Andy Gemmell’s Drinks Cabinet
GlenWyvis Distillery Dingwall
History: On St Andrew’s day of last year a new distillery opened in Dingwall, some 90 years after the last one closed its doors. It’s no traditional distillery – it stands proudly as a piece of state-of-theart architectural design, set on a hillside overlooking Dingwall and the Cromarty Firth; run purely on solar, hydro, wind and biomass renewables.
It’s not only the exterior that sets GlenWyvis apart, but its ethos. It’s completely communityowned after raising more than £3 million through crowdfunding initiatives. The owners chose St Andrew’s Day to fire up their stills, following a two-year build and making the distillery 100% powered by renewable energy. John McKenzie, founder and managing director of GlenWyvis, decided to follow the communityownership model as it would bring benefits to local people, and help secure a legacy for the town.
The whole community is behind the project with 60% of investors coming from the local postcode, and more than 70% from Scotland. The additional investment has arrived from a total of 40 countries. All distillery decisions are made with the community at the centre. The company’s constitution ensures that nine of 12 board members must be democratically elected from within the IV postcode. The spirit: They have been making gin here since 2015 with plans to take all production in house this year. Goodwill Highland Gin is made using nine premium botanicals, including hand-picked hawthorn berries from a neighbouring farm. The gin’s perfect serve is a generous amount of Goodwill over ice, quality tonic water and add curl of orange peel with a sprig of bruised coriander. Like most new distilleries, the gin is made first with the whisky being the ultimate goal for the long term.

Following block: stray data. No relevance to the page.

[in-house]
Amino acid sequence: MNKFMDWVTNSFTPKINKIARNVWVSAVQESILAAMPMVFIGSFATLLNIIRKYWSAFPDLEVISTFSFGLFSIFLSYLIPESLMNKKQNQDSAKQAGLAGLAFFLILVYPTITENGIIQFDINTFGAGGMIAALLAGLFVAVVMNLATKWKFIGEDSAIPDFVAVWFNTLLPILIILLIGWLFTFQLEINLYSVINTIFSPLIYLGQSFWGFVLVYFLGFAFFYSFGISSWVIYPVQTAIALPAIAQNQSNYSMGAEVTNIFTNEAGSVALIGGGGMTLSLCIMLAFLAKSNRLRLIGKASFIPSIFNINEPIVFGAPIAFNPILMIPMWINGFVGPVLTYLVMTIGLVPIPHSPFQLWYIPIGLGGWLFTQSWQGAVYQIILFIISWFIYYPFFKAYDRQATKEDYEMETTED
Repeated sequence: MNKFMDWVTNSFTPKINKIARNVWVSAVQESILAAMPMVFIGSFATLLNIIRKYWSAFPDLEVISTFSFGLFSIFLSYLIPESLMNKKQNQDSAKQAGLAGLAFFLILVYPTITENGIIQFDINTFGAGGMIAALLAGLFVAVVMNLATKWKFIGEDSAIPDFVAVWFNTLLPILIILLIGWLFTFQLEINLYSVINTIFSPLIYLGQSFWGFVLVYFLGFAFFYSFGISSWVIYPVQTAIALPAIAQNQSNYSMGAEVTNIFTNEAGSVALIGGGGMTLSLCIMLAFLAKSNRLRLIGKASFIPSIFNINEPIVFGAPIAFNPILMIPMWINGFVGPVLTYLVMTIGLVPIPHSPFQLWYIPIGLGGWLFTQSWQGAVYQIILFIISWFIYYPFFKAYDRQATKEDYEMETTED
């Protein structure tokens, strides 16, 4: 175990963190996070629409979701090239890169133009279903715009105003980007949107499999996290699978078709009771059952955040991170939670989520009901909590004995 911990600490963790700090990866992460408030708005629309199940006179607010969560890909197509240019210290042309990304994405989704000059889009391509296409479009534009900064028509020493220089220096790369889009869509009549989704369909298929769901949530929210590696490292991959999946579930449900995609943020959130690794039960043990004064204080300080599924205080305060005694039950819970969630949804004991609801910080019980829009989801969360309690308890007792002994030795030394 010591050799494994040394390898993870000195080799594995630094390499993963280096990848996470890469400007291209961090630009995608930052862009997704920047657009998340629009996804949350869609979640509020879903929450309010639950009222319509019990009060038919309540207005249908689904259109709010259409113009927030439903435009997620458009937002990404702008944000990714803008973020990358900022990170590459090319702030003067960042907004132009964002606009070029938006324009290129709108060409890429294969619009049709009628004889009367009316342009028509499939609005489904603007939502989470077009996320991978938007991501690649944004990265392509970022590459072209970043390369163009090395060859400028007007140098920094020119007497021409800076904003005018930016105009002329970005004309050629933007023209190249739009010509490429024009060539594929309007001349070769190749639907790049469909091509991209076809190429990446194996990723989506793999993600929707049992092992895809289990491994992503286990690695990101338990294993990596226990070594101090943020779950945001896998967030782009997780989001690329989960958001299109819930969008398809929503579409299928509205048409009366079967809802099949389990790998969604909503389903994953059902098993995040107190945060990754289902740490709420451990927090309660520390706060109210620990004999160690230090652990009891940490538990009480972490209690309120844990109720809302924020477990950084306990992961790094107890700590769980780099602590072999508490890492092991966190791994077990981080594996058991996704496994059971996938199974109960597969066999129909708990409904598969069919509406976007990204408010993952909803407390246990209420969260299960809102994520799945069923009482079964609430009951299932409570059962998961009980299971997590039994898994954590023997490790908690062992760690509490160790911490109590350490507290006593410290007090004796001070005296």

Favourite dram: The whisky here won’t be ready until 2021. The whiskies will be created using only local barley and matured in bourbon, refill bourbon and sherry casks. In January last year the company released an independent bottling from different highland distilleries called Highland Inspiration.
This was a limited batch of only 1,600 bottles of Highland single malt whisky, carefully selected and bottled for GlenWyvis to mark the laying of the distillery’s inaugural keystone.
Why visit? I don’t believe they have opened to the public yet (but hopefully will be soon) but that’s not to say you can’t give them a phone and ask nicely to pay them a visit to see the incredible job they do. This is now one of Scotland’s most forward-thinking distilleries with an amazing story and ethos. The fact they turned a green field into a working distillery in less than a year still astounds me.
Interesting fact: They named the distillery after two lost distilleries in the area – Ben Wyvis and Glenskiach. Like many of Scotland’s lost distilleries both of these fell victim to the turbulent times during the global economic depression around the 1920s. Glenskiach was soon demolished after this but Ben Wyvis remained standing until the 1990s, when it was demolished. GlenWyvis now stands as a reminder of the area’s proud distilling history.
Follow me on twitter @andydrink or on Facebook